Corpulent feline

The Fat Cat (former Alma Hotel), Alma Street, Sheffield

The Fat Cat (former Alma Hotel), Alma Street, Sheffield

The Fat Cat is a Sheffield legend:  http://www.thefatcat.co.uk/86index.htm.  It’s not the only award-winning real-ale pub in the city – there’s another round the corner on the next street – but it was the first, and it has a special place in the affections of beer-drinkers.  It welcomes anyone who enjoys civilised traditional conviviality and home-cooked food within easy access of public transport – so you don’t have to drive home (though there’s ample car-parking if you do).

There was a Kelham Tavern on the site by the 1830s.  After the street was named Alma Street to commemorate the Crimean battle of 1854, the pub was renamed the Alma Hotel.

The exact date of the present building is unclear:  it’s of straightforward artisan construction, with a traditional bar inside.  Though it has been extended, the only significant architectural alteration is the blocking of the original corner entrance door.

For many years it was crowded by surrounding housing and the noise and dirt of heavy industry.  Now it’s much quieter.

The saving of the Alma Hotel was Stones’ Brewery’s failure to implement 1952 planning permission to extend the building, doubling the number of bedrooms to eight and creating an open-plan interior.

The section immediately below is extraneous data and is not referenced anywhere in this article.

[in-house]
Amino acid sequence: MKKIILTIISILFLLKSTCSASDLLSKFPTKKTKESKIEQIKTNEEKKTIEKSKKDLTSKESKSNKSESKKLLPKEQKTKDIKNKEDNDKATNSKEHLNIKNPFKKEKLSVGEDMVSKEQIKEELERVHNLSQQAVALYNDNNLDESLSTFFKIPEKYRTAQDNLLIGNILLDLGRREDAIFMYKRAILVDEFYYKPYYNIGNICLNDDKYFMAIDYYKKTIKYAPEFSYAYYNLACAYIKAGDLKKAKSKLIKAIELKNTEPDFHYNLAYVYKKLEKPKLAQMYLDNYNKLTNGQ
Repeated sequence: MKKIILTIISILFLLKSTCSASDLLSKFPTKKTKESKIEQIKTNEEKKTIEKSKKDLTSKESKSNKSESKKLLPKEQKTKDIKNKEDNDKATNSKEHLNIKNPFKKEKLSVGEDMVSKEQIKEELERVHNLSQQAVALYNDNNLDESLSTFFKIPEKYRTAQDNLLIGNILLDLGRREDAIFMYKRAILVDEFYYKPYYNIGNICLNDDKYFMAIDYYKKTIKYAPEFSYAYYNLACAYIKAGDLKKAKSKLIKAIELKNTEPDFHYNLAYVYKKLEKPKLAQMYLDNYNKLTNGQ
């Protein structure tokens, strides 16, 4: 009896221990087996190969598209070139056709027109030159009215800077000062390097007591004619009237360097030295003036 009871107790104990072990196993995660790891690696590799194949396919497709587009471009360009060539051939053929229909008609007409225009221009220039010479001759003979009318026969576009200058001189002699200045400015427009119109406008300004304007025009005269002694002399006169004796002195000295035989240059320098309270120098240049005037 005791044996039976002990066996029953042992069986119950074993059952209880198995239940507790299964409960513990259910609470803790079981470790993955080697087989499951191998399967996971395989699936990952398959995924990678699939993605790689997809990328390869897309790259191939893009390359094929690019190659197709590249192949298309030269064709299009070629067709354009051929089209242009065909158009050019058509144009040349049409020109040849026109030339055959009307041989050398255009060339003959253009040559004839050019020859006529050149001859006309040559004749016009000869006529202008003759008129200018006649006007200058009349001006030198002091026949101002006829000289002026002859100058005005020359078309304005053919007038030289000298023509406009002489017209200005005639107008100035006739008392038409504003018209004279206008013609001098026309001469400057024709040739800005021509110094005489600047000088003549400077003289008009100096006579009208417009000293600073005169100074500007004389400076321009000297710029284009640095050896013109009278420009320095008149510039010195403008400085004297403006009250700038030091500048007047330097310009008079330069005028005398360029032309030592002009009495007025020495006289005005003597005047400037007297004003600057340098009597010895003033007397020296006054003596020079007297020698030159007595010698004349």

Because the building survived intact while the local community contracted, it was an ideal location for Dave Wickett and Bruce Bentley’s scheme to reintroduce traditional beers to Sheffield.  They gave the building its current name when they opened in 1981 serving beers from independent breweries.  The first pint was pulled by the much-loved Sheffield football legend, Derek Dooley.

Their policy has proved durable and enormously successful:  good beer well served, home-cooked food ranging from carnivore to vegan, no piped music or gaming machines.  (There is a Monday quiz-night, when for lack of a microphone Stephen the quizmaster flits between rooms shouting the questions and answers.)

Dave Wickett became sole owner in 1989 and began brewing beer behind the pub the following year.  Within ten years he built the Kelham Island Brewery next door, and now you can find his beer in real-ale pubs across the country, and buy bottles in Waitrose.

Dave Wickett died, aged 64, on May 16th 2012:  http://www.thestar.co.uk/community/real-ale-legend-who-revitalised-city-dies-64-1-4554900.  The Fat Cat is a memorial to a man who added a great deal to the sum of human happiness.

 

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